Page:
She has just finished a novella Honeybones, and this story comes from her very well-reviewed collection This House of Wounds


    Georgina's Links (http://www.georginabruce.com/tag/honeybones/)


    (https://undertowpublications.com/shop)


     on Amazon UK (https://amzn.to/2TBPpOw)


     on Amazon.com (https://amzn.to/2X2d1Ow)


    Call to Action! Patreon!A big thank you to my Patreon supporters. These ongoing pledges help me continue to produce the Podcast, paying as they do for hosting and other ongoing costs. If you have enjoyed listening to this, and other episodes, I would like to invite you to consider becoming a Patreon to help me produce more of what you enjoy!


    As well as helping me out, Patreons get exclusive content, usually in the form of stories that are not available for free elsewhere.


    If you could sign up, I would be extremely grateful.


    Tony


    Here's the Link (https://www.patreon.com/barcud)


    Support Us!Ways to support Tony to keep doing the show:


    Share and rate it! (https://www.podchaser.com/podcasts/classic-ghost-stories-923395)


    Buy Tony a coffee (http://bit.ly/2QKgHkY)  to help with the long nights editing!


    Become a   Patreon (http://bit.ly/barcudpatreon)  to get additional stuff and allow the show to go on in the long term. 


    Facebook GroupWhy not join Classic Ghost Stories Podcast on  Facebook (https://www.facebook.com/classicghoststories/)  for the lastest news?


    MusicBeginning music ‘Some Come Back’ is by the marvellous   Heartwood Institute (https://theheartwoodinstitute.bandcamp.com/album/witch-phase-four)

    • 1 hr 3 min
    Episode 52 A Visit by Shirley Jackson

    Episode 52 A Visit by Shirley Jackson

    Shirley JacksonShirley Hardie Jackson was bon in 1916 in San Francisco, California and died in Vermont in 1965 aged only 48. 


    Though born in California, she attended Syracuse University in New York where she became involved in literary affairs. She published her first novel in 1948 when she was 32, but it was her short story The Lottery that brought her to public attention. Published in The New Yorker it divided opinion between those who thought it bold and daring and those who found it macabre and disturbing. In essence, like a lot of Jackson's work, it starts out in a realist, every day setting of a folksy rural community where everyone behaves just like we know they would, and then it turns out they have a mysterious lottery where the winner (or loser!) gets sacrificed for some undisclosed reason -- maybe just because it's tradition. She puts in such everyday details of community life that it's a real switch and bait as we think we're getting a home-town story and then it turns weird.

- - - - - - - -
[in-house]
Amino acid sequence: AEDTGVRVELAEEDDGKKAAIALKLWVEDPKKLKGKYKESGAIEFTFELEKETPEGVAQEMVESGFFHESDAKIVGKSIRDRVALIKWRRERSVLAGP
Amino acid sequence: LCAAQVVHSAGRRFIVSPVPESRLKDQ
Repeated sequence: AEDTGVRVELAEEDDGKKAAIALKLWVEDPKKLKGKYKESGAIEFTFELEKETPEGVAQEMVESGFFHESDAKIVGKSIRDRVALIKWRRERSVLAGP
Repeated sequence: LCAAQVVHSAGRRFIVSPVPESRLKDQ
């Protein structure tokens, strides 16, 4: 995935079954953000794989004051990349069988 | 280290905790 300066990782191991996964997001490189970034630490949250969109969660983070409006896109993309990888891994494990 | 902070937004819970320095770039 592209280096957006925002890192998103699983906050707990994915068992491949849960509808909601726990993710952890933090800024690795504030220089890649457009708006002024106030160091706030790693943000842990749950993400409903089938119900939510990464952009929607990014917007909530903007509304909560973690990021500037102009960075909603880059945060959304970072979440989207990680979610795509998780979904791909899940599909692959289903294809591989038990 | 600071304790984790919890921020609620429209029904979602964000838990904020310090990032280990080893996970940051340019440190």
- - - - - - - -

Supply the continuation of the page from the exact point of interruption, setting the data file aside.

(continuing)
Jackson's work has more than a touch of the surreal and I was reminded of the Argentinian Jorge Luis Borges as I was reading her collection Dark Tales recently. 


    Her novel The Haunting of Hill House was published in 1958 and is considered the best haunted house story ever written. I enjoyed it very much. She also wrote We Have Always Lived In The Castle towards the end of her life and I must admit I haven't yet read it!


    Jackson didn't take care of her health and ate and drank too much. This led to heart disease which killed her in 1965.


    Jackson didn't get on with her mother who seems not to have wanted her much and this seems to be echoed in themes of mothers and estranged daughters in lots of her stories. 


    Jackson was a wildly interesting character. She played the guitar, sang folk songs and could also play the zither. I wonder if she seems so interesting because we know more about her, being more recent, and I wonder if any of the old Victorian and older 18th Century Gothic writers were equally as quirky. Certainly Byron, Shelley and Mary Wollstonecraft seem a wild crowd, and we know about them because they were famous and rich. 


    Jackson told people she was a practising witch and joked (?) that she put hexes on publishers and critics who offended her. This may not have been just a joke as these were the years of the first growth of Wicca and occultism was definitely a thing following Aleister Crowley, Jack Parsons and others. 


    Jackson suffered from extreme anxiety and saw a psychiatrist who prescribed barbiturates and amphetamines, and then other meds to counteract the effects of these. This cocktail probably didn't help much.


    A new movie of her life Shirley has come out this year 2020 but I can't see it because all the cinemas are shut due to lock down...


    There is a nice review a biography of Jackson called A Rather Haunted Life by Ruth Franklin in the New Yorker, and you can find it  here (https://www.newyorker.com/magazine/2016/10/17/the-haunted-mind-of-shirley-jackson)


    A VisitA Visit was first published under the title A Lovely House in 1950, and then reissued after Jackson's death in 1968 as A Visit The horror literature critic S T Joshi describes it as a 'quiet weird tale at its pinnacle' and refers to 'manner in which a house can subsume its occupants.'


    At first listen, or maybe even second, I thought, what the heck is this story about?


    Like last week's story, Mr Jones, this is a gothic tale. We have a large and rambling house which is full of mystery, we have an imprisoned woman in the tower (old Margaret), we have unreliable witnesses, I told trust Mr and Mrs Montague, or Carla one inch.


    When Margaret is being shown around the mansion, Carla ignores all her questions about the Tower. In fact, it is Paul who answers her question about who lives in

    • 59 min
    Episode 51 Mr Jones by Edith Wharton

    Episode 51 Mr Jones by Edith Wharton

    Mr Jones by Edith WhartonThis is the second Edith Wharton story we've read, the first being  Bewitched which was Episode 4 (https://podcasts.captivate.fm/media/7696635d-86ff-42d2-a2cf-317694d891d6/1747150-episode-4-bewitched-by-edith-wharton.mp3) . Wharton was an American of course but she spent time in England and set a number of her ghost stories there.